13. You won't believe this, but Wednesday nigh I posted on my blog problems that I had quilting a tee shirt quilt. I always knew the foot dragged a bit, but it was an annoyance, not a problem until I started this quilt. Because it is much thicker than the pieces I usually quilt, the backing bunched up terribly. I just finished 3 hours of ripping out 1 hours worth of quilting. This post might just be the answer! Thank you! Chris

  14. Hi, Leah,
    Have you seen the needles that already have a small spring and tiny base - for free motion quilting? I can send you a link to see what I am talking about.

    I just picked up a couple to try out. but I am wondering if you have tried them.
    - ellen

  15. Yea! I have been really struggling in my "practice" FMQ for exactly these reasons. I've done table runners etc trying to practice and better my technique, but that stupid bar kept making the fabric jump! I had thought about trying to break it off, but it seemed a little extreme when I wasn't sure if it would work at all without it... Now I have broken it off and used the elastic band to set the height perfectly. I've been sewing all morning and what a difference! Thank you!

  16. Speaking of modifications, what can we do to get the Theraglove and the Machingers companies to talk with each other?
    I have carpal tunnel syndrome and the cuffs of the Machiners are just not enough support. So I tried wearing the Theraglove overtop of the Machingers. Eureka! Perfection. Great gripability and supreme support in one. But, man, they 'ain't' pretty. Do you have any contacts? What do you think?

  17. Teresa - Hmm...that's interesting! Unfortunately I don't have any contacts with either company, but that shouldn't stop you! Write to both companies, send them some photos, and let them know there is demand in this area. You never know what can happen!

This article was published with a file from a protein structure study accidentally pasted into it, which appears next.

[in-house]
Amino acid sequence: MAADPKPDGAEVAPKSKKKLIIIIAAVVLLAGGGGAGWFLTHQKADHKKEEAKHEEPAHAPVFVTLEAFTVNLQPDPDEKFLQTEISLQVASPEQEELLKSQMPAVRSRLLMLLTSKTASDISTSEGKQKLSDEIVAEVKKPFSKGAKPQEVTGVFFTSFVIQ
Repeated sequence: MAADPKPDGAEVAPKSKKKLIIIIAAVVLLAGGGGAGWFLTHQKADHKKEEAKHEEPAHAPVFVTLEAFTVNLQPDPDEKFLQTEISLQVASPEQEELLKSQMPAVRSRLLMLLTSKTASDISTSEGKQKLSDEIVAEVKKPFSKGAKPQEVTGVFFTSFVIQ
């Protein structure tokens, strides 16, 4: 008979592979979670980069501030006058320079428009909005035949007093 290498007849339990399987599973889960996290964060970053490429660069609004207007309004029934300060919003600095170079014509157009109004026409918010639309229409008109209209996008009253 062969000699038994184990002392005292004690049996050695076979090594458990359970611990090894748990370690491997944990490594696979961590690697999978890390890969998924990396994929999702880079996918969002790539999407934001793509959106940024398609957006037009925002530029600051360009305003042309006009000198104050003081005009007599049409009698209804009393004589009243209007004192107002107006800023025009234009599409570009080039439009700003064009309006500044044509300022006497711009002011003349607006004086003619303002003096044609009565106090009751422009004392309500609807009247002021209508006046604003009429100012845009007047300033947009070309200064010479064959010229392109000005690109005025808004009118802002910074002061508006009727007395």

Leah Day

  18. Thank you Leah. My foot works great now. Im off to quilt, By By

  19. So I tried this on my Juki's free motion foot and it is skipping stitches now and the thread is tearing. I tried bending the bar back into place best I could and it is a little better but still some skips that weren't there before when I freemotioned. Could it just be that I set the foot up too high?

  20. Rebecca - Yes, it is possible to set the foot too high. Try lowering it down by a loop of the rubber band and see if that helps.

  21. Thank you so much. I was about to give up on free motion quilting and I had only just begun. I could tell the foot was pressing down too heavy on the quilting surface and tried not lowering the foot which left a nice tangled mess. Have just tried the hair band trick and it worked. So happy... now for some practice. PS have covered my machine bed with baking parchment which seems to do the trick. Anything else you might suggest?

    1. Oh, and I can also see where I am going now, happy with this solution!

  22. Oh my goodness, this totally works!! This is my first attempt at quilting and I made a fat quarter practice sandwich to practice my free motion technique. I had a Singer metal darning foot that I spent $28 on, and I also had one of these generic $3.50 free motion feet, and both of them seemed to be sitting down too tightly on the fabric and squishing it, and this did not allow me to move the fabric freely. I was ending up with all these ugly sharp angles in my loops and meanders because my quilt movements were so jerky. So I decided to try breaking the cheap foot. I followed the steps in the video, only I used a trash bag twist tie instead of a hair band, and it worked like a charm! I can now freehand much more smoothly without all the jerky, stop-and-start movements of the fabric. I feel like MacGuyver! :) Thank you so much for this awesome recommentation!